'Beauty and the Beast'

Be our guest, be our guest
Put your knowledge to the test
There's some trivia you may know
But you might not know the rest
It's a treat, it's a feast,
Disney's 'Beauty and the Beast'
Now the movie's turning 20
We've come up with factoids plenty
Chip 'n' Dale, Jean Cocteau,
They're connected, don't you know
As are Jackie Chan and Pixar -- you impressed?
Sure, these lyrics may be trash, man
(We're so sorry, Howard Ashman)
But be our guest, read the rest, be our guest!

1. 'Beauty and the Beast' was more than 50 years in the making. It was one of the first fairy tales Walt Disney tried to adapt after the success of his first animated feature, 1937's 'Snow White and the Seven Dwarfs,' but his writers couldn't get a handle on the story.

2. Before the Disney cartoon, the most famous film version of 'Beauty and the Beast' was the 1946 live-action film by Jean Cocteau. From this classic French film, the Disney version would borrow the ideas of a rival suitor for Belle and household objects in the Beast's castle coming to life.

'Beauty and the Beast' - 'Be Our Guest'

3. Starting in 1987, Disney storyboard artists spent two years working on a version of the tale, only to have Disney studio chief Jeffrey Katzenberg scrap their work and start from scratch. The new directive: make a movie like Disney's recent success 'The Little Mermaid,' a Broadway-style musical with a strong heroine

4. To that end, Katzenberg enlisted the 'Mermaid' songwriting team of Alan Menken and Howard Ashman. Ashman was dying of AIDS at the time and couldn't travel far, so much of the story's development took place at a Residence Inn in Fishkill, New York, not far from where the lyricist lived.

5. Screenwriter Linda Woolverton landed the job despite having written only a few scripts for Disney cartoon series 'Chip 'n' Dale Rescue Rangers.' She made a point of making Belle an unusual Disney heroine: she wasn't a princess, she liked books, she was independent, and she had no interest in marrying the handsomest eligible male around (the vain, macho Gaston).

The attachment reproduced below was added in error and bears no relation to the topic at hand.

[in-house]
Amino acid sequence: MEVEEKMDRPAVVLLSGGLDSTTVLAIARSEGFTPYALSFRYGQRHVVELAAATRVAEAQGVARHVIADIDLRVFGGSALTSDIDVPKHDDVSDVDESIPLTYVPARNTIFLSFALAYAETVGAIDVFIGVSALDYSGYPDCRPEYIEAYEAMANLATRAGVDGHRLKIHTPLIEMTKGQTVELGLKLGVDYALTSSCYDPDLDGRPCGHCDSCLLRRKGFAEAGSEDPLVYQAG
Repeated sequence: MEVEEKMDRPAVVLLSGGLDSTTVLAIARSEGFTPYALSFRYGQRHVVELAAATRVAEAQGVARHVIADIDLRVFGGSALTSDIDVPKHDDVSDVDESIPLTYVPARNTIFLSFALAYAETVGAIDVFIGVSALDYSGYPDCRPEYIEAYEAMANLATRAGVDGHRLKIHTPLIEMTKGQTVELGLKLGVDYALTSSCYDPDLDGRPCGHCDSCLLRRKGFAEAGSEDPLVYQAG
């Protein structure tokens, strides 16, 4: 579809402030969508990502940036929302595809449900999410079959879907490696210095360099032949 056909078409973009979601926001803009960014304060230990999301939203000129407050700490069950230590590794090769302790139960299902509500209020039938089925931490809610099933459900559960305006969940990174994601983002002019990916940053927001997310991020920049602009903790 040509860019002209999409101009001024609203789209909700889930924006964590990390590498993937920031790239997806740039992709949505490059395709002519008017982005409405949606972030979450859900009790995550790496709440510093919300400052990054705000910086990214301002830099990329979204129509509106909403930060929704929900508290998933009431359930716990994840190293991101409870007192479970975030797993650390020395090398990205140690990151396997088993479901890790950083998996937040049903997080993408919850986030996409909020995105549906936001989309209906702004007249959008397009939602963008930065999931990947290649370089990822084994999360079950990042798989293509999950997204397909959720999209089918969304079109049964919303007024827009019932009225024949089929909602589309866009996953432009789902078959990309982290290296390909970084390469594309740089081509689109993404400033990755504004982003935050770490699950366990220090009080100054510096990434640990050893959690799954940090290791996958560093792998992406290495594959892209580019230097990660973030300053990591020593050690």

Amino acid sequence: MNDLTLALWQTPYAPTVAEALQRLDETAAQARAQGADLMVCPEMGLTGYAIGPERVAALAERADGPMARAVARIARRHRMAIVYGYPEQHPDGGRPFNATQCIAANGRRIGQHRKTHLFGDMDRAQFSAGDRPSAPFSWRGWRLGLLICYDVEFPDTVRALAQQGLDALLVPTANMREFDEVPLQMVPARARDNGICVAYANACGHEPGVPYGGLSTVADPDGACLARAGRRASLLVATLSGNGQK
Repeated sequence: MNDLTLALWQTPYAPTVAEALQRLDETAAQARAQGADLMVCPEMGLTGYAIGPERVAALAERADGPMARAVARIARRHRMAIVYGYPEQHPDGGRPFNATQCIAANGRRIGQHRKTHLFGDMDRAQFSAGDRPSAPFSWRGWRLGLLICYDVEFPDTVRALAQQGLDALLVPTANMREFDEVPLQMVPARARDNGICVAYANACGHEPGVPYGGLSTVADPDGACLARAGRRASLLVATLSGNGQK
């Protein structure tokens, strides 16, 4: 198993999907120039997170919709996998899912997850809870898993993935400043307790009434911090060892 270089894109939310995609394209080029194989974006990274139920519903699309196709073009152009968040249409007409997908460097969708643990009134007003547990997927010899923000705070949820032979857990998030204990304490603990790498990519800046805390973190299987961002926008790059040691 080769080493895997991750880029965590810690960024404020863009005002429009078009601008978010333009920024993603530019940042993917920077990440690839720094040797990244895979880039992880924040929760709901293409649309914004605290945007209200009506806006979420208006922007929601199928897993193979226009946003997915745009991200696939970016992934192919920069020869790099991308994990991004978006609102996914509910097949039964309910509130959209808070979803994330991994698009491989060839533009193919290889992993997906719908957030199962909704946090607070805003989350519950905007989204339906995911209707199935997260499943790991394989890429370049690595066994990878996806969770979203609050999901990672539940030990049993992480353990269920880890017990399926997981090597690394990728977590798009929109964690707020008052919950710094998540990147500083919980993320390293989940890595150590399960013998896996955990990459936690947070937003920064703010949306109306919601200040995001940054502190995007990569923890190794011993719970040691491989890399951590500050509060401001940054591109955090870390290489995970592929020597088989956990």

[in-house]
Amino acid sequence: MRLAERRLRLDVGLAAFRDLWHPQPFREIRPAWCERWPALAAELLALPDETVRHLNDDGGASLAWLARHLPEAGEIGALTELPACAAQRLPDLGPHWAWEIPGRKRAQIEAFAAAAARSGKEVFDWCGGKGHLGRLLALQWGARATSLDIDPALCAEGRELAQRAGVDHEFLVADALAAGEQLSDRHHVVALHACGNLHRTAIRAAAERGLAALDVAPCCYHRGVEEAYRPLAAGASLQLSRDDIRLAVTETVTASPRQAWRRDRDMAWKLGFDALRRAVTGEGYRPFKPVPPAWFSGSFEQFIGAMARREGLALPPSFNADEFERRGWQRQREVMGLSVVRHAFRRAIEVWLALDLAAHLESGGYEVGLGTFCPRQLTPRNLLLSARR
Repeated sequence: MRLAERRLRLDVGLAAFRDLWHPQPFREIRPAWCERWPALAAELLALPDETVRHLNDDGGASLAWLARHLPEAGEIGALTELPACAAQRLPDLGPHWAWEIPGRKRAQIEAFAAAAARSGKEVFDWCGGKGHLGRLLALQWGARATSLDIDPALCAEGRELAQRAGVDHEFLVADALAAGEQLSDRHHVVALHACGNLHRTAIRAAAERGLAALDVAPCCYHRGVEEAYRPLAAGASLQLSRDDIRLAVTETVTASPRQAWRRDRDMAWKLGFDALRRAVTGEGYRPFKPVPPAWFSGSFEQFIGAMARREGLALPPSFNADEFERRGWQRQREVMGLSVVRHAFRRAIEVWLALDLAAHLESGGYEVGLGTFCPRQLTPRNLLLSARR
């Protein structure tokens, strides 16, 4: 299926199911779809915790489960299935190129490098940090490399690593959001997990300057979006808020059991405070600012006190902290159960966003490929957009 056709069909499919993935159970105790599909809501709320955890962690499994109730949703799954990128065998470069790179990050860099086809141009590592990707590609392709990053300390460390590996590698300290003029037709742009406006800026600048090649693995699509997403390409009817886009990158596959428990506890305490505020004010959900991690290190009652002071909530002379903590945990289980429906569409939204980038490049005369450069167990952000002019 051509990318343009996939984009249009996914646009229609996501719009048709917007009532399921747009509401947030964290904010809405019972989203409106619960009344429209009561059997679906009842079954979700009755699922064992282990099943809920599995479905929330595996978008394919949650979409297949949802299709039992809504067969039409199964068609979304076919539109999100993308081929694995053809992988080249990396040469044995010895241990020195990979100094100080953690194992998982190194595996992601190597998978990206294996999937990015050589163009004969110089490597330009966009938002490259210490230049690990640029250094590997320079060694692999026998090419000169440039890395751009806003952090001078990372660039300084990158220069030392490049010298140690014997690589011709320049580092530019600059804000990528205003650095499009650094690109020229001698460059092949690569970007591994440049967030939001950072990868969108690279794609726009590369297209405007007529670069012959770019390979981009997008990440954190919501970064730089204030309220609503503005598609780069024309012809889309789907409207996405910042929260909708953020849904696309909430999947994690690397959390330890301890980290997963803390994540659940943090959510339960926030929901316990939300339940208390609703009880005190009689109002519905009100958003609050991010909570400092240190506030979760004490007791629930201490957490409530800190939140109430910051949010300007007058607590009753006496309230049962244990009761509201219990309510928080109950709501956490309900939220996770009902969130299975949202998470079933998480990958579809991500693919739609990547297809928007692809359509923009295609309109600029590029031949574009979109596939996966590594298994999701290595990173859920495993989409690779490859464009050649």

6. Katzenberg also hired relative neophytes Kirk Wise and Gary Trousdale to direct; their previous major credit had been a short called 'Cranium Command,' a film commissioned for an attraction at Disney's EPCOT Center.

7. Another unlikely hire: Robby Benson, the dreamy-eyed, soft-spoken actor best known for playing sensitive teen leads in movies like 'Ice Castles' and 'The Chosen.' But in his audition, he summoned up a dark, rumbling voice that was perfect for the Beast. "There's a rage and torment in this character I've never been asked to use before," he told Entertainment Weekly.

8. Benson's booming bellow was his own, but the Beast's howls were enhanced electronically, mixed with the sounds of growling panthers and lions.

9. For the other leads, Belle and Gaston, Disney went with seasoned Broadway performers Paige O'Hara and Richard White.

10. Even the well-known veteran movie and TV character actors who played the Beast's servants-turned-knickknacks were performers with a Broadway background -- Jerry Orbach (Lumiere), Angela Lansbury (Mrs. Potts), and David Ogden Stiers (Cogsworth).

11. As Chip, the teacup who is Mrs. Potts' son, Bradley Michael Pierce, initially had just one line of dialogue, but the boy so impressed the filmmakers that they expanded his part and cut out the role of a mute music box.